Would Julius Randle, Willie Cauley-Stein and James Young have played 30+ minutes per-game this season had junior Anthony Davis, sophomore Nerlens Noel and junior Michael Kidd-Gilchrist still been playing for the Kentucky Wildcats? Would Andrew Harrison have played much at all had he been playing behind senior Brandon Knight? Of course they wouldn’t have. But here’s the rub, if the freshmen on this Kentucky squad are to enter the draft this summer and then are subsequently drafted to the Pelicans, Rockets, Bucks or Hornets/Bobcats (where those former ‘Cats are currently playing) – ALL of them will sit and play behind the guys 2 and 3 years older. Why, because those older guys are better. In the NBA whether you’re 20 or 24 doesn’t matter to coaches or management. You may as well be in the “same grade”. You’re looked at as “young”. And the strongest/”best” survive (play the minutes).
How much would Amida Brimah or Philip Nolan have played for UConn this season had junior Andre Drummond been on the squad? Little to none. And you can go right down the list of schools.
After researching all of the “one and done” players and their numbers – it only backs-up what I’ve always believed about early-entry in to the NBA. The best predictor for “one and done” success is if you’ve dominated the college game enough that you’ve become a unanimous 1st-team all-conference performer, an All-American and/or NCAA POY during your freshman season. Hell, THAT GOES for ANY player – regardless of GRADE – thinking about entering the draft as an underclassman. 13 of 16 players to be 1st-Team All-Conference players are all EXCEPTIONALLY GOOD/GREAT NBA PLAYERS.
As much as it may appear that things have changed over the years – one thing has not. You still have to be DAMN GOOD – exceptionally good – in order to leave college early and play immediately in the NBA. I have always maintained that unless you KNOW that you will be a top-10 pick – then you may as well stay in school in order to try to improve your stock for next year’s draft. Unless the feedback a player receives during the “information-gathering”-process following his freshman year (happening RIGHT NOW with players across the country) comes back, “You’ll be drafted no lower than 10th.” – I would personally advise the player to return.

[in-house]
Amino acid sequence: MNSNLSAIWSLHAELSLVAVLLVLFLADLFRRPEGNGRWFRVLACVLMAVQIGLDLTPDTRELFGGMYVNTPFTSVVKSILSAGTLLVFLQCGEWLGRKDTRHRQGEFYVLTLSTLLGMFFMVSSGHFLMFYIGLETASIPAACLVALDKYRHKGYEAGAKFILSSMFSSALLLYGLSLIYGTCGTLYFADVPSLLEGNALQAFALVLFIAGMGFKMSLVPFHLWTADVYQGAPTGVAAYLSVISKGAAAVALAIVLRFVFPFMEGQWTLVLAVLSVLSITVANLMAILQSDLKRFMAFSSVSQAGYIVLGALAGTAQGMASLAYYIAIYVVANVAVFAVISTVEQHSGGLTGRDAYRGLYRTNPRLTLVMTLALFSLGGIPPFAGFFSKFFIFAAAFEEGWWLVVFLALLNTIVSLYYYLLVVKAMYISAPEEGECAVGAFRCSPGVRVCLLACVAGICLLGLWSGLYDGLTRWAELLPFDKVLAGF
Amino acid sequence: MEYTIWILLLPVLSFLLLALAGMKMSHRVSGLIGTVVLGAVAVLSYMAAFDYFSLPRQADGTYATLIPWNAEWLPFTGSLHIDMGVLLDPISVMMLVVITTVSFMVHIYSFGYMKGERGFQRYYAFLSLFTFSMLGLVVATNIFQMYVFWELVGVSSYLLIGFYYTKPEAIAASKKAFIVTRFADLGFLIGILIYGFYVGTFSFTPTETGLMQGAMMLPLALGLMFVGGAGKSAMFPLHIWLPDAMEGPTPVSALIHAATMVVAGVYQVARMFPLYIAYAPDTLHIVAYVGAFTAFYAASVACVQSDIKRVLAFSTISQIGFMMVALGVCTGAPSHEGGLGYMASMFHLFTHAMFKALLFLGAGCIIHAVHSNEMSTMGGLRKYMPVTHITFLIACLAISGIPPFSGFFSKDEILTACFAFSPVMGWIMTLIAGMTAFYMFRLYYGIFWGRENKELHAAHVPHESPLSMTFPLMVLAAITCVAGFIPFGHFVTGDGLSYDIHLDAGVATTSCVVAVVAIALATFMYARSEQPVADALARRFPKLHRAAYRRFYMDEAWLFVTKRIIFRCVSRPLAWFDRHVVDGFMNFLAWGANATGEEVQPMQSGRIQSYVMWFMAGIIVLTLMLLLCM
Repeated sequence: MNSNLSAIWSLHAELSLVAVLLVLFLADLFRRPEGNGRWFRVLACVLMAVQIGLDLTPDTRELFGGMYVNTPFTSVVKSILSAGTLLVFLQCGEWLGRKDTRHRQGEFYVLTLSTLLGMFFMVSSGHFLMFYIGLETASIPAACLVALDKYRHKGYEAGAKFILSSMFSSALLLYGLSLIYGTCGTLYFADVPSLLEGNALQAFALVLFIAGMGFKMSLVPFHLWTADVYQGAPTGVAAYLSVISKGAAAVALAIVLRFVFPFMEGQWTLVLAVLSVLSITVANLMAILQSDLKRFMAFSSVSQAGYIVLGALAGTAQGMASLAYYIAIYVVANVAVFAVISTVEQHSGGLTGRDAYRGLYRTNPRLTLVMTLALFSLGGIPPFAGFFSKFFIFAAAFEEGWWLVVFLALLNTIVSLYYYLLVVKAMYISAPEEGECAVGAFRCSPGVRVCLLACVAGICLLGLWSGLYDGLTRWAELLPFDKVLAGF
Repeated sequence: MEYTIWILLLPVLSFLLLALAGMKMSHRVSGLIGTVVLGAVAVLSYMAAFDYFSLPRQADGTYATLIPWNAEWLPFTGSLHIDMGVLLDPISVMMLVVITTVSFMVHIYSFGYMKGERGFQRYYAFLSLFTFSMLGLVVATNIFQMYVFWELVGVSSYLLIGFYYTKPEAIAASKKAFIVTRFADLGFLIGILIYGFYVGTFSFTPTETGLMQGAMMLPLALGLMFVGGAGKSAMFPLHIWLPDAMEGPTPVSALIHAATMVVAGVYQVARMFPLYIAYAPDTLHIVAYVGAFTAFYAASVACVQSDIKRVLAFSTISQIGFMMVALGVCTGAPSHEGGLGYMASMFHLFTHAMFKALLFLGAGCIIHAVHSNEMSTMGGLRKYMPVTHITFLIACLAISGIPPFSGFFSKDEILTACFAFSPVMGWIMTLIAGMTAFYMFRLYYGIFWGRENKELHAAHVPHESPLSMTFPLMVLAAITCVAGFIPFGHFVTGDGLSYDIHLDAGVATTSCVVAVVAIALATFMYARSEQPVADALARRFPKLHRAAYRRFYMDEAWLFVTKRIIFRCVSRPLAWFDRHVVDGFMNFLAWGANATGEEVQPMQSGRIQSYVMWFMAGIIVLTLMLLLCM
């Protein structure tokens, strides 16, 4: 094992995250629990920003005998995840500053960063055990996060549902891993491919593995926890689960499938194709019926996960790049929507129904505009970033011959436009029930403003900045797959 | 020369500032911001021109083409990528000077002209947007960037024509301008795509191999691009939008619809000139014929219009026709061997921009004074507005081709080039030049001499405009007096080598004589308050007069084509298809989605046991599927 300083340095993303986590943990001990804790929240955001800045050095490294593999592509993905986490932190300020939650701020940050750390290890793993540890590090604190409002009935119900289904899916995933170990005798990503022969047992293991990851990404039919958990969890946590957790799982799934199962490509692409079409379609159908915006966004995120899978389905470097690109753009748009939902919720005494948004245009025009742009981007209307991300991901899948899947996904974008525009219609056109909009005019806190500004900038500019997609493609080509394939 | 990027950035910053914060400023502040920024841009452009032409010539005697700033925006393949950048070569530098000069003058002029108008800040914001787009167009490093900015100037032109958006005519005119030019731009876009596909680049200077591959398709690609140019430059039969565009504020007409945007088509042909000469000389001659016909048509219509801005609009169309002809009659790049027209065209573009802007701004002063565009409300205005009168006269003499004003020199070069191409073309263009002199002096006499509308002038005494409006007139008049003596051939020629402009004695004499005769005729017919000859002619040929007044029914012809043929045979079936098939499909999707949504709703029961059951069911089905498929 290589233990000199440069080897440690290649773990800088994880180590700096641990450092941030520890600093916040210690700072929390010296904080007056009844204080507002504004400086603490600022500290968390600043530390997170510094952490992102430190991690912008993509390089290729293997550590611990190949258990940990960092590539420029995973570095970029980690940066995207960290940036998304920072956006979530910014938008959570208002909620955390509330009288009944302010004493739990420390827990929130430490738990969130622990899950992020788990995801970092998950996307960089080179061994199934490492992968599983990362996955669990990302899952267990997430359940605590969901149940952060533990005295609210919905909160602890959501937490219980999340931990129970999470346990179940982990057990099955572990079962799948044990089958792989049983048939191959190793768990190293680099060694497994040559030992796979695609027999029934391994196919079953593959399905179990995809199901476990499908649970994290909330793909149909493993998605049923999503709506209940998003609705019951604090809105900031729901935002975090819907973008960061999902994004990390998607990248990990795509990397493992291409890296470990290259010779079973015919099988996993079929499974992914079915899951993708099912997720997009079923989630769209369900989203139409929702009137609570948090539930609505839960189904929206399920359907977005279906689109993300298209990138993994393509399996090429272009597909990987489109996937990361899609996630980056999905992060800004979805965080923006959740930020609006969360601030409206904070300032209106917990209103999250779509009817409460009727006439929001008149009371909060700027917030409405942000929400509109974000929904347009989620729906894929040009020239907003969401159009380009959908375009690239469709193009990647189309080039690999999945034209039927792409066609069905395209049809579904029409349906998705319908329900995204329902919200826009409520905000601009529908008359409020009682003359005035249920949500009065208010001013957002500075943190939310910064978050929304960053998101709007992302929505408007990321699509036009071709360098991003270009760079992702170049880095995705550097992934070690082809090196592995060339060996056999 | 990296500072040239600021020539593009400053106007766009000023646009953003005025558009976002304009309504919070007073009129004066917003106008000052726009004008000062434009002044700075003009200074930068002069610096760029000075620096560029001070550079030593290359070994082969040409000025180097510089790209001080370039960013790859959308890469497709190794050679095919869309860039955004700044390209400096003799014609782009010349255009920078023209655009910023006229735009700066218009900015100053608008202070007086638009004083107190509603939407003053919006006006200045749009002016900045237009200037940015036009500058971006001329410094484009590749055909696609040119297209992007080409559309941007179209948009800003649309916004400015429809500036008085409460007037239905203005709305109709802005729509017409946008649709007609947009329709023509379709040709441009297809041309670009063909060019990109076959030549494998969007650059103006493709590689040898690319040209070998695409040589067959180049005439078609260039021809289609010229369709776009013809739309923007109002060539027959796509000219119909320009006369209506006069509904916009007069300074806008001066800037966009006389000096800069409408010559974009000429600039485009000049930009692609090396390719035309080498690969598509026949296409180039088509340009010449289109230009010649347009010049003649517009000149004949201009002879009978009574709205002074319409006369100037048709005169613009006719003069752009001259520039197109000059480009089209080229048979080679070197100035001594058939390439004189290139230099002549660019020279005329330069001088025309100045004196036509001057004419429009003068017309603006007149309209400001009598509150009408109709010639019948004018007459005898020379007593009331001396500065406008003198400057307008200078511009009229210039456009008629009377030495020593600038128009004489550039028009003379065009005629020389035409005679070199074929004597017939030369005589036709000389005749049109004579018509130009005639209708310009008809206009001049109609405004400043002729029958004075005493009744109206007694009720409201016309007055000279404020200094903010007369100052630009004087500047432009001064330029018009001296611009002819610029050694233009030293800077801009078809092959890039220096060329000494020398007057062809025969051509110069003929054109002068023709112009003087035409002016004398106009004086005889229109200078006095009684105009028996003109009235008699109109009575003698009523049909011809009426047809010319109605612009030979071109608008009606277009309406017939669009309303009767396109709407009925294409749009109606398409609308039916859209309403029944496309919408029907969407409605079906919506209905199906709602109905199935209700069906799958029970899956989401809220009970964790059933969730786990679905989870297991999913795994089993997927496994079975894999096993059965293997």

*Only 3 of 17 “one and done” players selected AFTER 19th have become double-figure scorers in the NBA.
If the urge to “turn-pro” for whatever the reason IS JUST TOO STRONG – then a player had better make damn sure that he will be drafted NO LATER than 19th-overall. Because we’ve found that only three “one and done”-players selected outside the Top-19 (Deandre Jordan, Lance Stevenson and Tony Wroten) in their respective drafts have been able to beat the odds, and become exceptional NBA players who appear to be well on their way to becoming “career NBA’ers” (i.e. 10+ year NBA veterans).
The 2013 “one and done’ers” (Yikes!)
Take a look at this past year’s group of rookie “one and done” guys.
*Steven Adams (12th-overall) – 3.3 ppg & 4.3 rpg
*Anthony Bennett (1st-overall) – 4.1 ppg & 2.9 rpg
*Archie Goodwin (29th-overall) – 3.3 ppg